26            BCA is also working with public sector agencies to review and pilot various approaches to encourage sustainable consultancy fees. This includes reviewing the Standard Consultancy Agreement for public sector tenders to encourage a more balanced allocation of risks between contracting parties. And our public agencies are trying out collaborative contracting practices in their projects, including the adoption of the Public Sector Standard Conditions of Contract Option Module on Collaborative Contracting.

27            I encourage our private sector developers to explore similar innovations and sustainable practices where possible.

Property Market Outlook

28            Let me take this opportunity to say a few words about the property market. The property market has remained buoyant despite COVID. Amongst other things, we see this as primarily attributed to firm owner-occupier demand from Singaporeans, supported by resident wage growth. But if left unchecked, prices could run ahead of economic fundamentals, and raise the risk of a destabilising correction later on. Borrowers would also be vulnerable to the sharp rise in interest rates.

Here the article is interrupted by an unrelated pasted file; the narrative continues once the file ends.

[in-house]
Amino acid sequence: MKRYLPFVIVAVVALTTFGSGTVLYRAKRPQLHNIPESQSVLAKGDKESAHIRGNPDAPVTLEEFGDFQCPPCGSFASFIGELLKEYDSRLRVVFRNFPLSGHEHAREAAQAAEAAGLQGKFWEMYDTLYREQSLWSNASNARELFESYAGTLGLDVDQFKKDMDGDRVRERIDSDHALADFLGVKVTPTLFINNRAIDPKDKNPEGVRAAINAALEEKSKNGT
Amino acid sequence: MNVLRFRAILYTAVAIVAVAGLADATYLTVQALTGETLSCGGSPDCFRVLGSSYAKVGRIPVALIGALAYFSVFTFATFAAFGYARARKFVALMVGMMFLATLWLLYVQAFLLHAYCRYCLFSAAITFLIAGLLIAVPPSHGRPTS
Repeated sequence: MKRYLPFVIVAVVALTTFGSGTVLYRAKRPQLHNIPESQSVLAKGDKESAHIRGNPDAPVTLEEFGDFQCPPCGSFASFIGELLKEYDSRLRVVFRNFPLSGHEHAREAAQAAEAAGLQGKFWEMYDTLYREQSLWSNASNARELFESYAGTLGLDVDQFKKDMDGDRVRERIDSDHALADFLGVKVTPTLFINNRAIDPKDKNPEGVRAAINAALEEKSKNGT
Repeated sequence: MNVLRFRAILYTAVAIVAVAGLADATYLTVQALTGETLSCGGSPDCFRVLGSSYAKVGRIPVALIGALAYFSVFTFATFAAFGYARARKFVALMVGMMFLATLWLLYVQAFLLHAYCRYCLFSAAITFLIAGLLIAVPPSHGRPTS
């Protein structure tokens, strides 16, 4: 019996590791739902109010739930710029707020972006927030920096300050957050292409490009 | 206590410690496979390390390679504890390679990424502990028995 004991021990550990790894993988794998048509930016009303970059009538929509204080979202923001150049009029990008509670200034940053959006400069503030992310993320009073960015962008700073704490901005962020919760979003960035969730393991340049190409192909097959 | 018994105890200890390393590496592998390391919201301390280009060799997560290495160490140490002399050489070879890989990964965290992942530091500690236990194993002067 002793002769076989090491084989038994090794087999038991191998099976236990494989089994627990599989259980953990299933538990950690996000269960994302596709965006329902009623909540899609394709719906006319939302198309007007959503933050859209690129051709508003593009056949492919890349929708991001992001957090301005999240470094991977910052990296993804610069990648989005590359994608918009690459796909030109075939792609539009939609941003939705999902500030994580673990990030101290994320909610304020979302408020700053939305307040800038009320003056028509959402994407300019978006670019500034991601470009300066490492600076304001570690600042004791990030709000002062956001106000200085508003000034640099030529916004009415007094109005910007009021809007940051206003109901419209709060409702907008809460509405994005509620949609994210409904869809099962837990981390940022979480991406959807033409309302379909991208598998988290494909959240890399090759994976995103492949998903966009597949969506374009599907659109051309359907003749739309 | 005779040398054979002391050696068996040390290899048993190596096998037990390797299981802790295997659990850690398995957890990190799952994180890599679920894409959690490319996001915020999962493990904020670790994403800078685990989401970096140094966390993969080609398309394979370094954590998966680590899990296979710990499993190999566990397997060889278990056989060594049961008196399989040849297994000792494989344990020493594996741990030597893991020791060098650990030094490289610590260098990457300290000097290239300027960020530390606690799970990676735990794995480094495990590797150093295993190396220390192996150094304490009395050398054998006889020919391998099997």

29            To moderate demand in the private residential and HDB resale markets, and ensure prudent borrowing, we had introduced property market measures in December 2021 and September 2022. To meet strong, broad-based demand, we launched more than 23,000 flats in 2022, and will launch up to 23,000 flats in 2023. We also significantly ramped up the supply of private housing on the Confirmed List of the Government Land Sales (GLS) Programme to 6,300 units in 2022, with a further supply of 4,100 units in the first half of 2023.  We will closely monitor the situation and ramp up supply for future GLS programmes if necessary.

30            The pace of price increases has moderated in 4Q2022, on the back of much lower transaction volumes following the implementation of the property market measures. We can expect tightness to further ease, as the additional public and private housing supply is made available for sale.